People who think a Windows 7 or Android-based tablet will be a competitor to the iPad are living in a dream world.
To create a realistic competitor to the iPad requires a company to act just like Apple.
Here is one of the principles that’s guiding Apple, from the 2006 introduction of the iPhone:
How many companies tightly integrate their software with their own hardware?
Microsoft doesn’t. It’s trying to with Zune … but where has that gone? And the upcoming new WinPhone? That’ll be licensed to others.
So, if you’ve been expecting something to “save” you from the iPad, critics, you’re not going to find it this year, unless you intend to really blind yourselves to the set of shortcomings Windows 7 and Android tablets will inevitably bring with them. Shortcomings that the iPad doesn’t have at all. Plus, we already know that iPhone OS 4.0 will be released for it this Fall, giving it even more of a lead against contenders.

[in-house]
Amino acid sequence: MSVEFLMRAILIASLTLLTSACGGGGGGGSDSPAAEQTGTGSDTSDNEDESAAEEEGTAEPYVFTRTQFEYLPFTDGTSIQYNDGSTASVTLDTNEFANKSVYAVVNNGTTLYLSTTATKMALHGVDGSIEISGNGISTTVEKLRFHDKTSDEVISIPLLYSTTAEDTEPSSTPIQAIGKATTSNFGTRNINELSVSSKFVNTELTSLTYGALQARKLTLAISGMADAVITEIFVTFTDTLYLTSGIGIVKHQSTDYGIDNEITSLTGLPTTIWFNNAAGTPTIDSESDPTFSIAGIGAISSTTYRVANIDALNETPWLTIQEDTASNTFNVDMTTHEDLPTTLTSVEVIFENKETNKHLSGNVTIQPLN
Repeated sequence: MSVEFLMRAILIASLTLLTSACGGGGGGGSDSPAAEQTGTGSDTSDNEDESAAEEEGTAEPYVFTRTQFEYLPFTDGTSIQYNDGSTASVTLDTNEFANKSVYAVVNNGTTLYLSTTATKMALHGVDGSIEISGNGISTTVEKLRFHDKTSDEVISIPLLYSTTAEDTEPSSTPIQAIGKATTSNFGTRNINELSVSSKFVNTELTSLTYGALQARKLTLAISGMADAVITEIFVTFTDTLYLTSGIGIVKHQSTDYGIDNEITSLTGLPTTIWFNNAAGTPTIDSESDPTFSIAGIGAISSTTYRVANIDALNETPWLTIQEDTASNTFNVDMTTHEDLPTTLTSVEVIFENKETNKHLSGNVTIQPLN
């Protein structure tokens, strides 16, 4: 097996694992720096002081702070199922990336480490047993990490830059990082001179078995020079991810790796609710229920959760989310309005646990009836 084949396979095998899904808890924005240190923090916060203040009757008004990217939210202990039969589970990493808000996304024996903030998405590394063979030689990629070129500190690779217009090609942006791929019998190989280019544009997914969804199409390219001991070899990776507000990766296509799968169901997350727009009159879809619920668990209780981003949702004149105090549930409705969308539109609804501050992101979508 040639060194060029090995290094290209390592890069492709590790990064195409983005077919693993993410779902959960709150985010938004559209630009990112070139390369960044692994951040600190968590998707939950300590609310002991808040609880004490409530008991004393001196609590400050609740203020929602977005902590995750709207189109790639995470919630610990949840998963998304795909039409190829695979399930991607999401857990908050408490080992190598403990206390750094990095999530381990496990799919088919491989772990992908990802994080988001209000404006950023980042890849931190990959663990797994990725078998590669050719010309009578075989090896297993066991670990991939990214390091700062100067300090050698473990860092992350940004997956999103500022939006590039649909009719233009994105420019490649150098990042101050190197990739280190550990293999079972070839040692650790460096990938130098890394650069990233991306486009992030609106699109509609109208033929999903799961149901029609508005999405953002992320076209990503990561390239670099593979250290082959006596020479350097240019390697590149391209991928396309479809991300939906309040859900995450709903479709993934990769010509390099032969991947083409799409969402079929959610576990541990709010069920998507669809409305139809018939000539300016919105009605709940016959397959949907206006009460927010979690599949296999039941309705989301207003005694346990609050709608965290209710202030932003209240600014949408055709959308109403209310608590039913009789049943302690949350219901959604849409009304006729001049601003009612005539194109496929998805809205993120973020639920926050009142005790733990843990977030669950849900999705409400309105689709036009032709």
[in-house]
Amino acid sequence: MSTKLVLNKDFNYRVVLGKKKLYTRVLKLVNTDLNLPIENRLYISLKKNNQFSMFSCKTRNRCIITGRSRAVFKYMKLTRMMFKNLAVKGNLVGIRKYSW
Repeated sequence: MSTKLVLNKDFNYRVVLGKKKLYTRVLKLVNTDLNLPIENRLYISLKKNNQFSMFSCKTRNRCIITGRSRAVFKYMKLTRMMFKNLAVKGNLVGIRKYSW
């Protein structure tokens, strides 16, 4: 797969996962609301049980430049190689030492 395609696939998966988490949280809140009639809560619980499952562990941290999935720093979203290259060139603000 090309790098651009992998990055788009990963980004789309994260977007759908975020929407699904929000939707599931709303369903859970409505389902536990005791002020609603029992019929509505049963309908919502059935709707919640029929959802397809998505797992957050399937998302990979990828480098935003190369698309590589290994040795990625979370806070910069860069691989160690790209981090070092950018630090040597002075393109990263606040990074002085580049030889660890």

Acer, Asus, Archos, even the wounded behemoth, Sony, all rely upon software they license. None of them have created a hardware/software architecture of their own. They will always be hobbled by that.
Nokia? Symbian and Maemo. Both failures. So too will be the Intel-Nokia crossbred MeeGo (comprised of Mobilin and Maemo) — which is also intended to be licensed.
The only company out there that has acted like Apple has been Palm.
It can be argued that Palm has been doing so incompetently, but at least it’s been adhering to the Apple model.
Companies that really want to compete with Apple will have to morph to an Apple-like model. And the shortcut to that is obvious: acquire Palm as a first step. Adapting webOS to a tablet would be easier than shoehorning Windows 7 or giving Google an outsider’s blueprint for adapting Android to the tablet form factor. And once a company owns webOS, it can act just like Apple: it doesn’t have to share it with anybody. That is how Apple is serious about software.